Barnard, Rebecca – Surviving Mesothelioma

Barnard, Rebecca

I leave the doctor’s with my parents, both of them talking quietly behind me. The age old question “So what’s wrong with me?” has finally been answered, but not in a way that anyone would like to hear “Cancer” That was all I heard from his lips before my world started to shut down, That and Mesothelioma, a word I remember from my AP Biology class. It was a cancer that happened in the lining that held my organs, mine was Pleural Mesothelioma, starting in the pleural that surrounds my lungs. My world is crumbling beneath me and the ride home is silent. I want to cry and curse the world. Of all things it had to be cancer. I rush to my room and lock myself inside. I know my parents will want to talk but I can’t bear to start that discussion. I would call my friends but I don’t want to listen to their shocked and pity filled voices. I turn on my laptop and do what I do best. Study. I google Mesothelioma and click on every link. Then I read a story about a man, James “Rhio” O’Connor and how he was given one year and through his research and regiment of treatments lived for more than 7 years. Hope fills me and I am determined to not only outlive my cancer but to beat it, to use what Rhio did and expand, taking me to the next step of life; the real battle.

I continue my google search and then jump onto bing, seeing if they have other sites. I look for alternative treatments, since my doctor already mentioned chemotherapy. I also looked up nutrition and figured being healthier all around might give me the strength I needed to beat back this oppressive cancer. I waited until my mother in law was home from work and talked to her about the cancer and different options available, since she worked for a company trying to find cures for cancer. I sat with my parents and step parents as we figured out what we were going to do, but I already formed a plan and a goal. I told them about my research and what my searches turned up. I told them about James O’Connor and how he lived far beyond his expectancy. Then I went back to work, now moving my research to the library.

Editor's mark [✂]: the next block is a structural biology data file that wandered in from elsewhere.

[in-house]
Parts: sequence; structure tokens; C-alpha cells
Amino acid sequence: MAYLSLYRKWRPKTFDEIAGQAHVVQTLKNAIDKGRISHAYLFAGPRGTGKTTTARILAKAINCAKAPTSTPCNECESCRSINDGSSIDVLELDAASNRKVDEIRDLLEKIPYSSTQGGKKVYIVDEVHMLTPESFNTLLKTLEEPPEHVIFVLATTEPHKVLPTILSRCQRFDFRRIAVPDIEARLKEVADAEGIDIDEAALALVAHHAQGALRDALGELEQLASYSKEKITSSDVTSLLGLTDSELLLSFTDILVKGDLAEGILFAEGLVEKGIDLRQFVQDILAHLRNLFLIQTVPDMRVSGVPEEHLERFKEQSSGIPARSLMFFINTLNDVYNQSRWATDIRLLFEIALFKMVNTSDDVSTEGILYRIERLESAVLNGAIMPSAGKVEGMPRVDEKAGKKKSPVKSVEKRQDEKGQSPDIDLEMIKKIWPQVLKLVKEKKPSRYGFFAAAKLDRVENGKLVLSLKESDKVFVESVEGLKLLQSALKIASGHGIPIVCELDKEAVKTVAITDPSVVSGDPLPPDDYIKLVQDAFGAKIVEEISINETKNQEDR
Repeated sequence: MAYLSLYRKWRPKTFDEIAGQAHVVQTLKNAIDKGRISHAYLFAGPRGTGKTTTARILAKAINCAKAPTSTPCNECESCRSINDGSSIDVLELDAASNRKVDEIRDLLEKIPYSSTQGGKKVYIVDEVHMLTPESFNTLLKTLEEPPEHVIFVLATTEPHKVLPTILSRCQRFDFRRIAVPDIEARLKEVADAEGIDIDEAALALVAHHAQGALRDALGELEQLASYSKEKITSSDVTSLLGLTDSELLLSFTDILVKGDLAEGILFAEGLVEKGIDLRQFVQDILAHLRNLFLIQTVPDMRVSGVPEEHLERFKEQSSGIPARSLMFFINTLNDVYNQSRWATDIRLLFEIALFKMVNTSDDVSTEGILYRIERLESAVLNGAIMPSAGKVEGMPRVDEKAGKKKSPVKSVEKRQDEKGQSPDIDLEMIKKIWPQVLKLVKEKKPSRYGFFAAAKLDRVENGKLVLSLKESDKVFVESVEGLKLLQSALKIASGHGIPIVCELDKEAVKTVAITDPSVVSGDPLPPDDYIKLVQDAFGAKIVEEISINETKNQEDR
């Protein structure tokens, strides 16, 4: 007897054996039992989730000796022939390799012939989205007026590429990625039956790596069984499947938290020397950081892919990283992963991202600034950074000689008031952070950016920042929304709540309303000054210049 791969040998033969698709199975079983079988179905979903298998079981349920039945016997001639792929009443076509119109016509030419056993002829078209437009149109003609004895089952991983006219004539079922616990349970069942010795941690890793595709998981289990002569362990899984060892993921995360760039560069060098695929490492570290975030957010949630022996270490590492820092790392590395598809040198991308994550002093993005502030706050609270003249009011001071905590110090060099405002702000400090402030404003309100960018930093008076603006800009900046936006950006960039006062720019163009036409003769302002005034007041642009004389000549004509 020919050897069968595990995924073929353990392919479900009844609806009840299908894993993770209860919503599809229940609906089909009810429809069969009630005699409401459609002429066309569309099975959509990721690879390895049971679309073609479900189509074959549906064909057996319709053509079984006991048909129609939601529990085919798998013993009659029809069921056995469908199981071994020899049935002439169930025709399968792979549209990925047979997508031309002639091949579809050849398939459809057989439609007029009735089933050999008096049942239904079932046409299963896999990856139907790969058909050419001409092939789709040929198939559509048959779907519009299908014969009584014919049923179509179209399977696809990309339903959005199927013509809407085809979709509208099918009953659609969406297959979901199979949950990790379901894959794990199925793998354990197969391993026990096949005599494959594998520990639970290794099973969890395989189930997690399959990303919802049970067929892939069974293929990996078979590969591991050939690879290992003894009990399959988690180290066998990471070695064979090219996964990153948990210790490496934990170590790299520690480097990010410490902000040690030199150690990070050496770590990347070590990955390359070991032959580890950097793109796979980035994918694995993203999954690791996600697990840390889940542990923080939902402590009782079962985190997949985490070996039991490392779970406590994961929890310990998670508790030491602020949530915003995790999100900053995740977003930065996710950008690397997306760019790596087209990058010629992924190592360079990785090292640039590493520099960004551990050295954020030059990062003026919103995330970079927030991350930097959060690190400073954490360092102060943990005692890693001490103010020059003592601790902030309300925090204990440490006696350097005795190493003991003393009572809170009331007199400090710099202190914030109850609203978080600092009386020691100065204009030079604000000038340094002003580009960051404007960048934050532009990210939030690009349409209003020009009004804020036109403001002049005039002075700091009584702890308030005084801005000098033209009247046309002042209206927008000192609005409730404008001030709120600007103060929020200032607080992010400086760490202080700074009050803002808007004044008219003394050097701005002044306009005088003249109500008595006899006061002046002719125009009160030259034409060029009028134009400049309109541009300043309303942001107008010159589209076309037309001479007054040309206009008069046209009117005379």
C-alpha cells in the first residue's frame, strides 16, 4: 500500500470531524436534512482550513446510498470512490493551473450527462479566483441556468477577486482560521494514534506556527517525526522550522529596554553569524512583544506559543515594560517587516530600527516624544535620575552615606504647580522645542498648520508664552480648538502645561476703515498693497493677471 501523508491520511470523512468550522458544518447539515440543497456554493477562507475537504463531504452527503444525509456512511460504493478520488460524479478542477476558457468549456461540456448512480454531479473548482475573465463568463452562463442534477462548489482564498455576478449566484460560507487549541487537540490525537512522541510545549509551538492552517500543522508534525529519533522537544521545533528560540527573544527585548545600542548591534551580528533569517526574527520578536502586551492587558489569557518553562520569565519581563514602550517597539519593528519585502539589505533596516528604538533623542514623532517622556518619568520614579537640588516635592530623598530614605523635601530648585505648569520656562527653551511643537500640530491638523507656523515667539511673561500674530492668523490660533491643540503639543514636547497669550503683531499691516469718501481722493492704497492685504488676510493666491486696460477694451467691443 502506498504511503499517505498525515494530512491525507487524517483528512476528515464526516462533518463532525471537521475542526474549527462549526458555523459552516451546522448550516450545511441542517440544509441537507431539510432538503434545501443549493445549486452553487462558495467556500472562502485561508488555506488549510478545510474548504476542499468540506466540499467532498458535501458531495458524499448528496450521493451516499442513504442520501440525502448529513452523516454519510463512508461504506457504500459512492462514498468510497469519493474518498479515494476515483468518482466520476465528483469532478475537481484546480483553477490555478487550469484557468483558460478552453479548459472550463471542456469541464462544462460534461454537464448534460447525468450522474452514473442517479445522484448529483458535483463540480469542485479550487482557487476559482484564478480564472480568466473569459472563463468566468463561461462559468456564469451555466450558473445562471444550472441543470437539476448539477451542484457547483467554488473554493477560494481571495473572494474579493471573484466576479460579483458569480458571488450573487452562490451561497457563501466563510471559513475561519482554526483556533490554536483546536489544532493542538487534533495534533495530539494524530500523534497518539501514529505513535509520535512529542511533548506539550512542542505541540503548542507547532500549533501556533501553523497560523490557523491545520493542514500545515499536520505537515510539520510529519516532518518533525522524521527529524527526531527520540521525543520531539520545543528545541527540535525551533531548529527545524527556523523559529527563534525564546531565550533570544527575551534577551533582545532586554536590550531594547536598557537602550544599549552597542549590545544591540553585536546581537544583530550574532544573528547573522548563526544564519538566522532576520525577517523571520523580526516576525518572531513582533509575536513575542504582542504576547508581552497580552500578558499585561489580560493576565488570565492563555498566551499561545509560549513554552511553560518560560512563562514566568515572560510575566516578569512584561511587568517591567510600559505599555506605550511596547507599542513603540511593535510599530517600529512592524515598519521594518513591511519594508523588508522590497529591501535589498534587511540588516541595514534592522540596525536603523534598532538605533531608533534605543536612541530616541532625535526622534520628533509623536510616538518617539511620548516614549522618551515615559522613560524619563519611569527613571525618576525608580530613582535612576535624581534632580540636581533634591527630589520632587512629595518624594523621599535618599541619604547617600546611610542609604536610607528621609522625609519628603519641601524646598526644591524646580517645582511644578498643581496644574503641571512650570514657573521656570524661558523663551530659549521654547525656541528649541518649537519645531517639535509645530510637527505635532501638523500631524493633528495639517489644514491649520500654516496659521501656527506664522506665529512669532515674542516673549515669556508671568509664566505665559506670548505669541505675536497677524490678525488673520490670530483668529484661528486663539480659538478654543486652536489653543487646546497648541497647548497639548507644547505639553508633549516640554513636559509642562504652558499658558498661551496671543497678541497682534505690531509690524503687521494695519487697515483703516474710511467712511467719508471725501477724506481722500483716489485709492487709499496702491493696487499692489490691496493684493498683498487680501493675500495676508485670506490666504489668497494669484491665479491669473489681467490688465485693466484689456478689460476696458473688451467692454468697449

I looked over books and books on Pleural mesothelioma and learned as much as I could about the disease. Then I used the library databases to go to cancer sites to gather patient stories and information on doctors that practiced close by, which meant a trip to the Brigham and Women’s Hospital in Boston Massachusetts, only an hour from my house. I also got in touch with alternative medicine experts and finally told the rest of my friends and family. I knew I would need them for support through the battles and trials I faced. I went to my old high school AP Biology teacher and talked to her about what she had heard about breakthrough treatments, if anything, and other experimental testing.

I had decided the second I learned about James O’Connor that I would not let cancer take over my life. I wanted to travel and see the world before I left this world, and even though I kept telling myself I would survive, that I would live through this I wanted to see parts of the world just in case. I applied for my passport and told my parents my plan to travel overseas to Europe. They thought I wanted to do it because I doubted I would live, I wanted to do it because I knew I would live, and that I knew I would be able to visit these places again. It took some time but I traveled through a lot of Europe, finding my descendants in Ireland and England, tracing my heritage and learning about my culture. I stopped in Egypt before I headed back and started to wage my war on the cancer wrecking my body. Though, I had something that made me strong, real hope. It was so real I could almost reach out and touch it. I had the footsteps of James O’Connor, I had guidance and a plan. I would enjoy my life and beat my mesothelioma in the process, and I would be able to provide the guiding light to others as James “Rhio” O’Connor lent to me.

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